Breaking silence is breaking law in Coraopolis
Crickets should be cautious if they're bound for Coraopolis.
The insects' instinctive chirping could prove costly, thanks to a new anti-noise ordinance adopted by the small borough of about 5,000 along the Ohio River. The fine for violating the law is $500, an amount that far exceeds the net worth of most antennaed creatures.
Silence isn't merely golden in Coraopolis. It's also silver and bronze, judging from the Olympic-worthy noise restrictions that essentially render the decibel an aural enemy of the state. This law probably would be considered extreme even by the high standards of Carnegie Library of Pittsburgh shushers and hairshirt-clad monks operating under vows of silence.
Borough council unanimously approved the ordinance in an unapologetic, united effort to dispatch any din. The law's mission statement alone should prompt any cricket thinking of visiting the Jailhouse Saloon on Fifth Avenue to quickly consider imbibing elsewhere, or, at the very least, refrain from playing the jukebox.
The law declares that borough residents are entitled to the peaceful enjoyment of their premises. “If that enjoyment is interrupted by unreasonably loud noise, residents now have recourse,” it states ominously, implying but never explicitly stating the potential for vigilantism.
Specifically banned are the unreasonably loud use of horns or other warning devices; playing any radio, phonograph or musical instrument at a volume that disturbs the quiet; and any clamorous public yelling, shooting, hooting and whistling.
Whistling? Imagine the thought process that went into including in the law a practice that for generations has served as a harmless occupational diversion for dwarves.
First council member: “This noise ordinance is incredibly weak. Let's give it some teeth by outlawing loud whistling.”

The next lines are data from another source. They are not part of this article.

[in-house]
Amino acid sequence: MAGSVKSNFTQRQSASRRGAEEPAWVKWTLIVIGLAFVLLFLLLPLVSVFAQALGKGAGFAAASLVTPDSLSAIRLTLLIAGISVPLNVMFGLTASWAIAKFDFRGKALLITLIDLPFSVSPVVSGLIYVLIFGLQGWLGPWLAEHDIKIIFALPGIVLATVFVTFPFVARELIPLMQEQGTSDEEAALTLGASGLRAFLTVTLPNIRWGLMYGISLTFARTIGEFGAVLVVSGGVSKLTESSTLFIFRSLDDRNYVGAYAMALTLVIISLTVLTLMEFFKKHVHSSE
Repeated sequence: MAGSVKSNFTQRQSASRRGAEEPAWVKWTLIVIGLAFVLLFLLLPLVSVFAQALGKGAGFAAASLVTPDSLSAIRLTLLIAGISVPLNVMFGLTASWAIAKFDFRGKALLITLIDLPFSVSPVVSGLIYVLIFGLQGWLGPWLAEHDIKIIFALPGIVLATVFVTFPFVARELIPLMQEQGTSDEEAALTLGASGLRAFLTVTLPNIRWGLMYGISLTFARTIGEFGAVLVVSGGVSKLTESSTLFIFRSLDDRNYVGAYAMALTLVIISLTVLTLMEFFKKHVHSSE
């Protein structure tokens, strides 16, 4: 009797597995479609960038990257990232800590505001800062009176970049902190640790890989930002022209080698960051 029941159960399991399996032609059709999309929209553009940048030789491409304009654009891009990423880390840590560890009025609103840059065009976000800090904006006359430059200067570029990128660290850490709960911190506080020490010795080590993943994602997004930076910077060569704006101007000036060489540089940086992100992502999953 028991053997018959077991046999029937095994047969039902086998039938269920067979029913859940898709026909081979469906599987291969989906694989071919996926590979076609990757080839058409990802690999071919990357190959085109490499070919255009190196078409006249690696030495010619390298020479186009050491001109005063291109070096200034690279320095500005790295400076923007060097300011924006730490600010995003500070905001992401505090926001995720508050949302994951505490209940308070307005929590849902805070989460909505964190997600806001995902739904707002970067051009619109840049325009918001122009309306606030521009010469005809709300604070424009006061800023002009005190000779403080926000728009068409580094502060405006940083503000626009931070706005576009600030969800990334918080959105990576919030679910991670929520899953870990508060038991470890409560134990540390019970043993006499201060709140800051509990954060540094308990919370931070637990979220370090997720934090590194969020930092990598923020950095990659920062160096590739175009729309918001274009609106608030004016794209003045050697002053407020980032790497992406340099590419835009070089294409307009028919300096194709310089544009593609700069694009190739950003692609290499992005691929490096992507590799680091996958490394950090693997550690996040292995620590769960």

Second council member: “Considering that Coraopolis is approximately four miles from the Pittsburgh International Airport runways, isn't it a bit silly to discuss banning loud whistling?”
First council member: “Not at all. Sometimes the whistlers are so loud, I can't hear the roar of the jets passing overhead.”
Second council member (shrugs): “OK, then.”
The ordinance is so strict that Coraopolis probably will be sued if it fines anyone unaware of the borough's severe noise prohibitions. To avoid litigation, electronic message boards should strategically be placed on streets to offer gentle reminders that the hush is considered hallowed in this town. The messages could be along the lines of “Stay Mellow, Don't Bellow — It's the Law.”
Insects incapable of paying the inevitable fines for their noise violations obviously risk incarceration. Although that's unfair as they only are behaving instinctively, such arrests finally would answer a question that has stymied entomologists for years.
How do you handcuff a cricket?
Eric Heyl is a staff writer for Trib Total Media. He can be reached at 412-320-7857 or email@example.com.